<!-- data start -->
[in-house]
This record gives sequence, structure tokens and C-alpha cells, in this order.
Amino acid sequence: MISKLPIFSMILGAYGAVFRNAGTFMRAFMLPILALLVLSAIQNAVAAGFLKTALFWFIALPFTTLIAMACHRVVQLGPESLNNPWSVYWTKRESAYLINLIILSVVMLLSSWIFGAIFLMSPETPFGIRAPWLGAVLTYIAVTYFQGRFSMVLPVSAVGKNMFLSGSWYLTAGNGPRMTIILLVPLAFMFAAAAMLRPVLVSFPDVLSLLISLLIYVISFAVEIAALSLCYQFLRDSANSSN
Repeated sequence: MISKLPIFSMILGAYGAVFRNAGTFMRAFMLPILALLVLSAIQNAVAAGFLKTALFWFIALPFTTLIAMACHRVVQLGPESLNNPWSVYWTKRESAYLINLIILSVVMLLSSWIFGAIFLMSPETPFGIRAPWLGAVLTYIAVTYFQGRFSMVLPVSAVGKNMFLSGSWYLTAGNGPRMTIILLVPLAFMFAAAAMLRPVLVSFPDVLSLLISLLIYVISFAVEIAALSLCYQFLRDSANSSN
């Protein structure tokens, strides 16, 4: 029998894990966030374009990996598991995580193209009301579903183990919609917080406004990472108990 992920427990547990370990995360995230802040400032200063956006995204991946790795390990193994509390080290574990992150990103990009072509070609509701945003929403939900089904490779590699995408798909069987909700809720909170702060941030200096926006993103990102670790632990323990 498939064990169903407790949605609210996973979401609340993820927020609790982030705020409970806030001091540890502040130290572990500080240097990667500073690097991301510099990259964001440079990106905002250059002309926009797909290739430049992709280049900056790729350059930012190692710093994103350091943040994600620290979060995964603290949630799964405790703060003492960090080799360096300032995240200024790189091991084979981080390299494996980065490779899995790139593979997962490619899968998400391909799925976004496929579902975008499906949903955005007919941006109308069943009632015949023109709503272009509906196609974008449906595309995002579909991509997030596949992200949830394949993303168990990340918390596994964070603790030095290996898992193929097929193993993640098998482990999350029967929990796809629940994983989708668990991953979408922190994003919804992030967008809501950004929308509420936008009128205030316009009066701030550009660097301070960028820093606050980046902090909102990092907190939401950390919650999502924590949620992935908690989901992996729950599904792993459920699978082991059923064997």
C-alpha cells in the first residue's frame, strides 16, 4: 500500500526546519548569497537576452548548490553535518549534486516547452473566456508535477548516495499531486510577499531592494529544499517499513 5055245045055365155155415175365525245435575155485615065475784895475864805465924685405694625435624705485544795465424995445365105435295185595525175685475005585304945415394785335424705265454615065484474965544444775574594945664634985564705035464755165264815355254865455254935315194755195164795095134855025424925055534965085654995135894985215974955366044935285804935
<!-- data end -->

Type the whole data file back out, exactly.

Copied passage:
[in-house]
This record gives sequence, structure tokens and C-alpha cells, in this order.
Amino acid sequence: MISKLPIFSMILGAYGAVFRNAGTFMRAFMLPILALLVLSAIQNAVAAGFLKTALFWFIALPFTTLIAMACHRVVQLGPESLNNPWSVYWTKRESAYLINLIILSVVMLLSSWIFGAIFLMSPETPFGIRAPWLGAVLTYIAVTYFQGRFSMVLPVSAVGKNMFLSGSWYLTAGNGPRMTIILLVPLAFMFAAAAMLRPVLVSFPDVLSLLISLLIYVISFAVEIAALSLCYQFLRDSANSSN
Repeated sequence: MISKLPIFSMILGAYGAVFRNAGTFMRAFMLPILALLVLSAIQNAVAAGFLKTALFWFIALPFTTLIAMACHRVVQLGPESLNNPWSVYWTKRESAYLINLIILSVVMLLSSWIFGAIFLMSPETPFGIRAPWLGAVLTYIAVTYFQGRFSMVLPVSAVGKNMFLSGSWYLTAGNGPRMTIILLVPLAFMFAAAAMLRPVLVSFPDVLSLLISLLIYVISFAVEIAALSLCYQFLRDSANSSN
């Protein structure tokens, strides 16, 4: 029998894990966030374009990996598991995580193209009301579903183990919609917080406004990472108990 992920427990547990370990995360995230802040400032200063956006995204991946790795390990193994509390080290574990992150990103990009072509070609509701945003929403939900089904490779590699995408798909069987909700809720909170702060941030200096926006993103990102670790632990323990 498939064990169903407790949605609210996973979401609340993820927020609790982030705020409970806030001091540890502040130290572990500080240097990667500073690097991301510099990259964001440079990106905002250059002309926009797909290739430049992709280049900056790729350059930012190692710093994103350091943040994600620290979060995964603290949630799964405790703060003492960090080799360096300032995240200024790189091991084979981080390299494996980065490779899995790139593979997962490619899968998400391909799925976004496929579902975008499906949903955005007919941006109308069943009632015949023109709503272009509906196609974008449906595309995002579909991509997030596949992200949830394949993303168990990340918390596994964070603790030095290996898992193929097929193993993640098998482990999350029967929990796809629940994983989708668990991953979408922190994003919804992030967008809501950004929308509420936008009128205030316009009066701030550009660097301070960028820093606050980046902090909102990092907190939401950390919650999502924590949620992935908690989901992996729950599904792993459920699978082991059923064997």
C-alpha cells in the first residue's frame, strides 16, 4: 500500500526546519548569497537576452548548490553535518549534486516547452473566456508535477548516495499531486510577499531592494529544499517499513 5055245045055365155155415175365525245435575155485615065475784895475864805465924685405694625435624705485544795465424995445365105435295185595525175685475005585304945415394785335424705265454615065484474965544444775574594945664634985564705035464755165264815355254865455254935315194755195164795095134855025424925055534965085654995135894985215974955366044935285804935